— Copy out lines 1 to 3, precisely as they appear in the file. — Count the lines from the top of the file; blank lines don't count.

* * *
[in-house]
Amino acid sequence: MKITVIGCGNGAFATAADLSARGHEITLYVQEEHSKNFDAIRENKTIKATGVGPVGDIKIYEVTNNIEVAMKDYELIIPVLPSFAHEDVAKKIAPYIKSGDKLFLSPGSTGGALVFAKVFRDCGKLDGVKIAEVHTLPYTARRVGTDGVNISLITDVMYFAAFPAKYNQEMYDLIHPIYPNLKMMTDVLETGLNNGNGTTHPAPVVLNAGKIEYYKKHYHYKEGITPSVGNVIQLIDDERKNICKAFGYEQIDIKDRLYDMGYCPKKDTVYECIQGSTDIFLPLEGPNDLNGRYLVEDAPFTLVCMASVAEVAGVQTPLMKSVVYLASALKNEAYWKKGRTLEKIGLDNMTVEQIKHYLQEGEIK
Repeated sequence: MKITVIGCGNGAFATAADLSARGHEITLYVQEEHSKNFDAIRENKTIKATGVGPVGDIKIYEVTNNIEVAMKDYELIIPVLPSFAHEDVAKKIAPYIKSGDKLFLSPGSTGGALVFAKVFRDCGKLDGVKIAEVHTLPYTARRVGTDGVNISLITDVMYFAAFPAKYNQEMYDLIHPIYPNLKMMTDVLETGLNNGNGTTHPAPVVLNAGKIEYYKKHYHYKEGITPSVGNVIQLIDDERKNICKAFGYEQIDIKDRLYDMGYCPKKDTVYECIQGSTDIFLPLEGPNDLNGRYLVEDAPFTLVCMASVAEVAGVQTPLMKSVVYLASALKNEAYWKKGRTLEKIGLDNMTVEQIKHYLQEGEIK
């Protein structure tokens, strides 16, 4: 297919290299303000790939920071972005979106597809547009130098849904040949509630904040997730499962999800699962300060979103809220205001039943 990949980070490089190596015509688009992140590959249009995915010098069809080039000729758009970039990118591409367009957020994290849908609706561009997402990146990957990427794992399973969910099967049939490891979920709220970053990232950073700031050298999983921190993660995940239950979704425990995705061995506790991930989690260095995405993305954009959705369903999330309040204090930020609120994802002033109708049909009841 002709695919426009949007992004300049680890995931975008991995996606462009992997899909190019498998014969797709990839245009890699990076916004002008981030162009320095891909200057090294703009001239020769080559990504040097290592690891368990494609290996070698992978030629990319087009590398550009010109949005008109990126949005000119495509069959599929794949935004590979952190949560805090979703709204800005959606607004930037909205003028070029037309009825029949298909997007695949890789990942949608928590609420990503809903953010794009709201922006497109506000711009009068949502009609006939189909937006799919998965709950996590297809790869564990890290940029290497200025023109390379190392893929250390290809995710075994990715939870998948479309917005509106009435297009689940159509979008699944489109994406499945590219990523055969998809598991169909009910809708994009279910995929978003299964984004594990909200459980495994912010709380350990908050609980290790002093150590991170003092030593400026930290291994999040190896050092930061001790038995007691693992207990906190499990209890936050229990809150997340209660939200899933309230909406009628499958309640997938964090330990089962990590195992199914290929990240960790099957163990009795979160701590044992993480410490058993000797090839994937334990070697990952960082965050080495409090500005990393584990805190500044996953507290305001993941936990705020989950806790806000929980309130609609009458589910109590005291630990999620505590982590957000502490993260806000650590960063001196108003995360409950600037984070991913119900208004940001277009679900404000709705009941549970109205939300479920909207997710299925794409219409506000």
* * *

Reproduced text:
[in-house]
Amino acid sequence: MKITVIGCGNGAFATAADLSARGHEITLYVQEEHSKNFDAIRENKTIKATGVGPVGDIKIYEVTNNIEVAMKDYELIIPVLPSFAHEDVAKKIAPYIKSGDKLFLSPGSTGGALVFAKVFRDCGKLDGVKIAEVHTLPYTARRVGTDGVNISLITDVMYFAAFPAKYNQEMYDLIHPIYPNLKMMTDVLETGLNNGNGTTHPAPVVLNAGKIEYYKKHYHYKEGITPSVGNVIQLIDDERKNICKAFGYEQIDIKDRLYDMGYCPKKDTVYECIQGSTDIFLPLEGPNDLNGRYLVEDAPFTLVCMASVAEVAGVQTPLMKSVVYLASALKNEAYWKKGRTLEKIGLDNMTVEQIKHYLQEGEIK
Repeated sequence: MKITVIGCGNGAFATAADLSARGHEITLYVQEEHSKNFDAIRENKTIKATGVGPVGDIKIYEVTNNIEVAMKDYELIIPVLPSFAHEDVAKKIAPYIKSGDKLFLSPGSTGGALVFAKVFRDCGKLDGVKIAEVHTLPYTARRVGTDGVNISLITDVMYFAAFPAKYNQEMYDLIHPIYPNLKMMTDVLETGLNNGNGTTHPAPVVLNAGKIEYYKKHYHYKEGITPSVGNVIQLIDDERKNICKAFGYEQIDIKDRLYDMGYCPKKDTVYECIQGSTDIFLPLEGPNDLNGRYLVEDAPFTLVCMASVAEVAGVQTPLMKSVVYLASALKNEAYWKKGRTLEKIGLDNMTVEQIKHYLQEGEIK